Saturday, November 17, 2012

Write the Darn Book! - Part #2

This is my second part to the series of “Write the Darn Book” and before I go into each of the points I made in part one (Nov 15th), I wanted to enlarge on some of my remarks in the introduction.

In 2006, when I signed my first contractor with Wild Rose Press, I admit to hyperventilating with excitement for having been blessed with a contract. I couldn’t sleep for dreaming of what I was going to do with all the money I would be making in my new career.  This small e-pub had just recently opened their doors and they were learning the business the same as myself—beginners who braved this new frontier together. And they were wonderful to me and the other authors who signed with them. We all had great experiences with these ladies because most of us had tried the traditional route and had nothing but rejections to show for our efforts.

Now you might think those rebuffs happened because our work was inferior. Well in some cases you’d be right. But in many circumstances the publishers rejected the work for reasons like there were too many characters, the work was too long, too short, not enough romance, too much narrative, the genre wasn’t selling and on and on.  

In my case, and at my age, I didn’t think I had the time to ride out years of the type of treatment many of my colleagues had experienced. Send away work, wait months and months to get an answer, if you were lucky enough to even hear from the agents or publishers at all, and then have to try someone else just to get the same results. So to win a contract on my first try with Wild Rose gave me a huge burst of confidence. Being a person who easily accepts change, I could see the way of the world, the new future of the ebooks, and I had no problem with this route. No one could take away my joy or trample on my success just because I would follow a different pathway to getting my work in print.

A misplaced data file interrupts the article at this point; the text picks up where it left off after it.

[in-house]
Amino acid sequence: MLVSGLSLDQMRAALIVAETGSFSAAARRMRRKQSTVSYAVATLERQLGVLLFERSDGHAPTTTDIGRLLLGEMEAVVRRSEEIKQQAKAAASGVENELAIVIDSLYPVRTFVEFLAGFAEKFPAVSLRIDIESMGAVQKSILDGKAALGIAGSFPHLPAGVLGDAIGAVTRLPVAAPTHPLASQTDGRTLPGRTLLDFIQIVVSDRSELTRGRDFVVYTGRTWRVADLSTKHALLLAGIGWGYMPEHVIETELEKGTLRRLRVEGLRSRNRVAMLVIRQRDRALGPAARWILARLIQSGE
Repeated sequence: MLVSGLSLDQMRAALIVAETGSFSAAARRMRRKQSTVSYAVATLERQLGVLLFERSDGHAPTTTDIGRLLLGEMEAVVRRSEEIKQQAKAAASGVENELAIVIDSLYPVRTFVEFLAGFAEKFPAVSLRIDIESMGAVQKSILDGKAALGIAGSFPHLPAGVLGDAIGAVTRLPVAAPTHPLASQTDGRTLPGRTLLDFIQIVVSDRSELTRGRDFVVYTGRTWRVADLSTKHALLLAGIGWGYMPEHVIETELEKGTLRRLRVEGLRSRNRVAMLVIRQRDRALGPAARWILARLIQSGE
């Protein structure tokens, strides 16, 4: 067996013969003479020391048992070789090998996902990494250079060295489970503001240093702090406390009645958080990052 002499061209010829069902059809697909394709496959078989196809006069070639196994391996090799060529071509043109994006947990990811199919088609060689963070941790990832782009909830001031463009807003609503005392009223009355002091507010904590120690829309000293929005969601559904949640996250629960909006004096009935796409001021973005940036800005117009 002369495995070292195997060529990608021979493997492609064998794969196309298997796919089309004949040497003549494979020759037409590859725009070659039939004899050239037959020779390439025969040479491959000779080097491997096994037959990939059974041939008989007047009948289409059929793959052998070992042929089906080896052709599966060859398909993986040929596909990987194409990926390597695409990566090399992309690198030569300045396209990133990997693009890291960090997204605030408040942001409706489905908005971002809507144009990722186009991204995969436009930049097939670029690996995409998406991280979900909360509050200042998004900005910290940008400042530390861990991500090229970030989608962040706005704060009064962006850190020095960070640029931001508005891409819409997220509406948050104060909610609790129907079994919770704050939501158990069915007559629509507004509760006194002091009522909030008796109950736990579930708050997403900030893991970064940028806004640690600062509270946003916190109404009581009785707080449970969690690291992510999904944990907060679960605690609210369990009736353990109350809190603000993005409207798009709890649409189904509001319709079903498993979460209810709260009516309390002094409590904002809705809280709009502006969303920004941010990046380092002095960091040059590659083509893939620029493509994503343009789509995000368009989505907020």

In those days, the contracts were for two years, and the time flew by as I kept producing more books to add to my series. But there was one thing that did irk me big time. Every three months when the royalties were to be paid, I would get a notice saying that unless I’d earned over $25, there would be no check. I think it took almost a year before I finally got reimbursed and if I remember correctly, it was around $35. I told myself I needed to get more books out there to earn more money.

So time moved on. Once I had written five books for the series—3 novellas and two full-length, my frustration had peaked. I will admit that in the beginning having my name on a lovely cover did turn me on. And for a while it was enough to satisfy. But those chintzy checks kept coming and not for each period either.

By now I had it figured out. I needed another series…something different than the spirit-time/travel stories I had loved writing so much for the Vicarage Bench. Maybe the readers didn’t appreciate this kind of tale as much as I enjoyed writing them. So I wrote the first book of my next series called My Cheeky Angel and tried to garner interest with some of the traditional houses and even with agents. Again the waiting was intolerable and rejections eventually forthcoming. The overall consensus was that I had too many characters and they wanted vampires, not angels. Meanwhile, way too much time had passed.

Over those years, I had gotten to know a lot of other writers and I’d heard more and more stories about the ones who had decided to try the Indie route. Many were crowing about their successes and I wanted to crow also. So I bit the bullet (as they say in my neighborhood) and got involved with the yahoo loops. I asked so many questions, they must have groaned when they got the daily notices and saw my name there many days more than once. Then I lucked out and found a local group where a few of the members had already started down this path. From them I got invaluable hands-on help and support.

Once I started down this path nothing was going to stand in my way. I knew there would be some expenses involved but I’d already gotten used to paying out money for promotions that never produced any returns. I would just use that money for my new strategy to finally sell my books and see a profit. (Yeah – right!!??)

As you can imagine, what sounds easy can be a nightmare when a person actually puts the plan into motion. Along the way, I learnt many vital lessons and tomorrow I will start to share those with you.



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